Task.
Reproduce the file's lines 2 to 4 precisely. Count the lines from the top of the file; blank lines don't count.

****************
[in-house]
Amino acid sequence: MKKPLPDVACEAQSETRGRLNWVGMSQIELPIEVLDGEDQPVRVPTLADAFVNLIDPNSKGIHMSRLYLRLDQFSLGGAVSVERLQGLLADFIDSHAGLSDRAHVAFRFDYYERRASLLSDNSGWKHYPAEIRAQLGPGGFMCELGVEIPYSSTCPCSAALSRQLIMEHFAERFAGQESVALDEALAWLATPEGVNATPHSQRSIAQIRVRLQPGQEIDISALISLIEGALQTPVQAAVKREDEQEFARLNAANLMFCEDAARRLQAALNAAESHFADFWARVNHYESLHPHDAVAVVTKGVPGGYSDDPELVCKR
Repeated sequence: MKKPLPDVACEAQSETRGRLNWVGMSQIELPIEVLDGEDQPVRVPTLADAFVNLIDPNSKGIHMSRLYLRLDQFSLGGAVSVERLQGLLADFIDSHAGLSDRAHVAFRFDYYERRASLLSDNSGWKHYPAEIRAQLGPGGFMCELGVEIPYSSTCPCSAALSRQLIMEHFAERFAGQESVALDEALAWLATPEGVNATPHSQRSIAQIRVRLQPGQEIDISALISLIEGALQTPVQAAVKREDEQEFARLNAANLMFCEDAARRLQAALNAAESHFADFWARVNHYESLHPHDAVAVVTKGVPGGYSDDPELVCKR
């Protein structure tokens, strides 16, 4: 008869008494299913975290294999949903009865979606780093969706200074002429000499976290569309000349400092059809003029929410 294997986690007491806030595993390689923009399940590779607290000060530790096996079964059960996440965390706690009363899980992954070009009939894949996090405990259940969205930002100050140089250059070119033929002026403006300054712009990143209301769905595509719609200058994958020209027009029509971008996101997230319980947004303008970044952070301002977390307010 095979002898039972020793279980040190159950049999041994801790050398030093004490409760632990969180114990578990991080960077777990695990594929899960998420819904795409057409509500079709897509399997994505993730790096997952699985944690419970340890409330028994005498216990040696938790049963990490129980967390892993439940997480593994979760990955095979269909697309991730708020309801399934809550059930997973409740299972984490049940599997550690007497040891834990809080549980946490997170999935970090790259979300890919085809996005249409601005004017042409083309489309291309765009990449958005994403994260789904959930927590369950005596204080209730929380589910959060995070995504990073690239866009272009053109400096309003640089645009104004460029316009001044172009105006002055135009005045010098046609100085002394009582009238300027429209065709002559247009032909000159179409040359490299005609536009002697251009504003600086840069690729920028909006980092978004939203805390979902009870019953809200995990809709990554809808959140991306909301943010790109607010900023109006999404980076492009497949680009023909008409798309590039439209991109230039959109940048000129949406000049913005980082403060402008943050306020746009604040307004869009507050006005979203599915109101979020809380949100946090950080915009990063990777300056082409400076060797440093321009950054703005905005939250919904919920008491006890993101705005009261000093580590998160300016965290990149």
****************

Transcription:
Amino acid sequence: MKKPLPDVACEAQSETRGRLNWVGMSQIELPIEVLDGEDQPVRVPTLADAFVNLIDPNSKGIHMSRLYLRLDQFSLGGAVSVERLQGLLADFIDSHAGLSDRAHVAFRFDYYERRASLLSDNSGWKHYPAEIRAQLGPGGFMCELGVEIPYSSTCPCSAALSRQLIMEHFAERFAGQESVALDEALAWLATPEGVNATPHSQRSIAQIRVRLQPGQEIDISALISLIEGALQTPVQAAVKREDEQEFARLNAANLMFCEDAARRLQAALNAAESHFADFWARVNHYESLHPHDAVAVVTKGVPGGYSDDPELVCKR
Repeated sequence: MKKPLPDVACEAQSETRGRLNWVGMSQIELPIEVLDGEDQPVRVPTLADAFVNLIDPNSKGIHMSRLYLRLDQFSLGGAVSVERLQGLLADFIDSHAGLSDRAHVAFRFDYYERRASLLSDNSGWKHYPAEIRAQLGPGGFMCELGVEIPYSSTCPCSAALSRQLIMEHFAERFAGQESVALDEALAWLATPEGVNATPHSQRSIAQIRVRLQPGQEIDISALISLIEGALQTPVQAAVKREDEQEFARLNAANLMFCEDAARRLQAALNAAESHFADFWARVNHYESLHPHDAVAVVTKGVPGGYSDDPELVCKR
């Protein structure tokens, strides 16, 4: 008869008494299913975290294999949903009865979606780093969706200074002429000499976290569309000349400092059809003029929410 294997986690007491806030595993390689923009399940590779607290000060530790096996079964059960996440965390706690009363899980992954070009009939894949996090405990259940969205930002100050140089250059070119033929002026403006300054712009990143209301769905595509719609200058994958020209027009029509971008996101997230319980947004303008970044952070301002977390307010 095979002898039972020793279980040190159950049999041994801790050398030093004490409760632990969180114990578990991080960077777990695990594929899960998420819904795409057409509500079709897509399997994505993730790096997952699985944690419970340890409330028994005498216990040696938790049963990490129980967390892993439940997480593994979760990955095979269909697309991730708020309801399934809550059930997973409740299972984490049940599997550690007497040891834990809080549980946490997170999935970090790259979300890919085809996005249409601005004017042409083309489309291309765009990449958005994403994260789904959930927590369950005596204080209730929380589910959060995070995504990073690239866009272009053109400096309003640089645009104004460029316009001044172009105006002055135009005045010098046609100085002394009582009238300027429209065709002559247009032909000159179409040359490299005609536009002697251009504003600086840069690729920028909006980092978004939203805390979902009870019953809200995990809709990554809808959140991306909301943010790109607010900023109006999404980076492009497949680009023909008409798309590039439209991109230039959109940048000129949406000049913005980082403060402008943050306020746009604040307004869009507050006005979203599915109101979020809380949100946090950080915009990063990777300056082409400076060797440093321009950054703005905005939250919904919920008491006890993101705005009261000093580590998160300016965290990149």